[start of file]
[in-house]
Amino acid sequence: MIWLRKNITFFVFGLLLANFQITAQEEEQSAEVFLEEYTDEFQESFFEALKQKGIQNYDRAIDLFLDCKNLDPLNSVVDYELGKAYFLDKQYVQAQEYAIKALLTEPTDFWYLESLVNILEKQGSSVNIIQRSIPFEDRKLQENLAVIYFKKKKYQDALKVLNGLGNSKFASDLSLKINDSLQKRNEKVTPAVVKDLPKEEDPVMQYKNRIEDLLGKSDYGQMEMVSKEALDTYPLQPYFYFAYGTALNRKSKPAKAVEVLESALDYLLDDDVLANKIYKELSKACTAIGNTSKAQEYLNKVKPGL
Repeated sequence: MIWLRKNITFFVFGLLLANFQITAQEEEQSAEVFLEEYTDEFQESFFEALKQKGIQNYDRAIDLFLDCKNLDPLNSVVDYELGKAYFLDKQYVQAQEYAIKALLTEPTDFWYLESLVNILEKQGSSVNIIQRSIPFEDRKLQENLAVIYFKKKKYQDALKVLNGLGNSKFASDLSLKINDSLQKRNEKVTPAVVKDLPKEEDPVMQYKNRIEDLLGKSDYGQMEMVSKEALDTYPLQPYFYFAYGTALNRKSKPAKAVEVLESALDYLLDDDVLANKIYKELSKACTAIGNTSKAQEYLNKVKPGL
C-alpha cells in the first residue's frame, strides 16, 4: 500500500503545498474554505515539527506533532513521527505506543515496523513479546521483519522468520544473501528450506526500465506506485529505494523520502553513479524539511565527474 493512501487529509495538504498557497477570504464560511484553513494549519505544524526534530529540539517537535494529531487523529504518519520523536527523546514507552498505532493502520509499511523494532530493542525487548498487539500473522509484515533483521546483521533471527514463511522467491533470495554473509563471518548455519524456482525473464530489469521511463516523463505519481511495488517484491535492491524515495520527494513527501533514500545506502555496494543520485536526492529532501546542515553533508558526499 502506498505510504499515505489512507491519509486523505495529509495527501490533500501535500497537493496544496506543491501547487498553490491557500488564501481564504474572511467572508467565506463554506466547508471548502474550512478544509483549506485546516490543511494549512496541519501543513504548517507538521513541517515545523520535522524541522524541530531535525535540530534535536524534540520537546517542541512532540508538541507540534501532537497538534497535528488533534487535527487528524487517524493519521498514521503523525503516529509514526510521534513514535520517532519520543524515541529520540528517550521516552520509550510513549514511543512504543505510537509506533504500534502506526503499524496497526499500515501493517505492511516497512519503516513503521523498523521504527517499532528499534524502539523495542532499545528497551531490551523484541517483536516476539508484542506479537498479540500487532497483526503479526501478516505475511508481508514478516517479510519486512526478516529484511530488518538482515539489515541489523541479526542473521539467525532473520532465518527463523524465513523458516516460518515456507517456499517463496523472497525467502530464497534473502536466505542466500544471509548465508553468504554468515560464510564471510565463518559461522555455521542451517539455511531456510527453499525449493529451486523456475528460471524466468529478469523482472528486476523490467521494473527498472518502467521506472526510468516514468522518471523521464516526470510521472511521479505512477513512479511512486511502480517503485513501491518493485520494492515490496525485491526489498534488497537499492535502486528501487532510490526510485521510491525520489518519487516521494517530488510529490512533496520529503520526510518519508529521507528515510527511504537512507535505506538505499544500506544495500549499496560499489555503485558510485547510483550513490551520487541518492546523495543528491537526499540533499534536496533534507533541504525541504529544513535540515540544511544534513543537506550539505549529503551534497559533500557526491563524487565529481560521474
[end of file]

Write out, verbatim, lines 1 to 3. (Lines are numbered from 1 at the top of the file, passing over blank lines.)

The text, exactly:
[in-house]
Amino acid sequence: MIWLRKNITFFVFGLLLANFQITAQEEEQSAEVFLEEYTDEFQESFFEALKQKGIQNYDRAIDLFLDCKNLDPLNSVVDYELGKAYFLDKQYVQAQEYAIKALLTEPTDFWYLESLVNILEKQGSSVNIIQRSIPFEDRKLQENLAVIYFKKKKYQDALKVLNGLGNSKFASDLSLKINDSLQKRNEKVTPAVVKDLPKEEDPVMQYKNRIEDLLGKSDYGQMEMVSKEALDTYPLQPYFYFAYGTALNRKSKPAKAVEVLESALDYLLDDDVLANKIYKELSKACTAIGNTSKAQEYLNKVKPGL
Repeated sequence: MIWLRKNITFFVFGLLLANFQITAQEEEQSAEVFLEEYTDEFQESFFEALKQKGIQNYDRAIDLFLDCKNLDPLNSVVDYELGKAYFLDKQYVQAQEYAIKALLTEPTDFWYLESLVNILEKQGSSVNIIQRSIPFEDRKLQENLAVIYFKKKKYQDALKVLNGLGNSKFASDLSLKINDSLQKRNEKVTPAVVKDLPKEEDPVMQYKNRIEDLLGKSDYGQMEMVSKEALDTYPLQPYFYFAYGTALNRKSKPAKAVEVLESALDYLLDDDVLANKIYKELSKACTAIGNTSKAQEYLNKVKPGL